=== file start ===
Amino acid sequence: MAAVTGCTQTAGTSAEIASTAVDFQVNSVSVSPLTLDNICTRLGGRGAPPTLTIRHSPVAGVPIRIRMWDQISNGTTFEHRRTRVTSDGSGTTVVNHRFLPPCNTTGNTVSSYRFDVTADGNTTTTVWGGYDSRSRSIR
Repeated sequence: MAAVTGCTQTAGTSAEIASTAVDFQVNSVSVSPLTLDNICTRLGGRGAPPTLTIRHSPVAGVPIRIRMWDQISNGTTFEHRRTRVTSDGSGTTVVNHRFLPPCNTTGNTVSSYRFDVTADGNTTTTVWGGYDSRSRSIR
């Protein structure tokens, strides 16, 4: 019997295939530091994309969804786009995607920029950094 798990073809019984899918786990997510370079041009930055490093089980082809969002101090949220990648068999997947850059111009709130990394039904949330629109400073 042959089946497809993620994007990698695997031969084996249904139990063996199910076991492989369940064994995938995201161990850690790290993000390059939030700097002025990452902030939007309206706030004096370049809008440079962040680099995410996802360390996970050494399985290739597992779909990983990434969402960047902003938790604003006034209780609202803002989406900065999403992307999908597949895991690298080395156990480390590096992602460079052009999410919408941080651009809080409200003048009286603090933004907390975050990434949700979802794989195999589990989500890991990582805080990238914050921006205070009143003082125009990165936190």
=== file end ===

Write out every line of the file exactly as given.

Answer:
Amino acid sequence: MAAVTGCTQTAGTSAEIASTAVDFQVNSVSVSPLTLDNICTRLGGRGAPPTLTIRHSPVAGVPIRIRMWDQISNGTTFEHRRTRVTSDGSGTTVVNHRFLPPCNTTGNTVSSYRFDVTADGNTTTTVWGGYDSRSRSIR
Repeated sequence: MAAVTGCTQTAGTSAEIASTAVDFQVNSVSVSPLTLDNICTRLGGRGAPPTLTIRHSPVAGVPIRIRMWDQISNGTTFEHRRTRVTSDGSGTTVVNHRFLPPCNTTGNTVSSYRFDVTADGNTTTTVWGGYDSRSRSIR
């Protein structure tokens, strides 16, 4: 019997295939530091994309969804786009995607920029950094 798990073809019984899918786990997510370079041009930055490093089980082809969002101090949220990648068999997947850059111009709130990394039904949330629109400073 042959089946497809993620994007990698695997031969084996249904139990063996199910076991492989369940064994995938995201161990850690790290993000390059939030700097002025990452902030939007309206706030004096370049809008440079962040680099995410996802360390996970050494399985290739597992779909990983990434969402960047902003938790604003006034209780609202803002989406900065999403992307999908597949895991690298080395156990480390590096992602460079052009999410919408941080651009809080409200003048009286603090933004907390975050990434949700979802794989195999589990989500890991990582805080990238914050921006205070009143003082125009990165936190």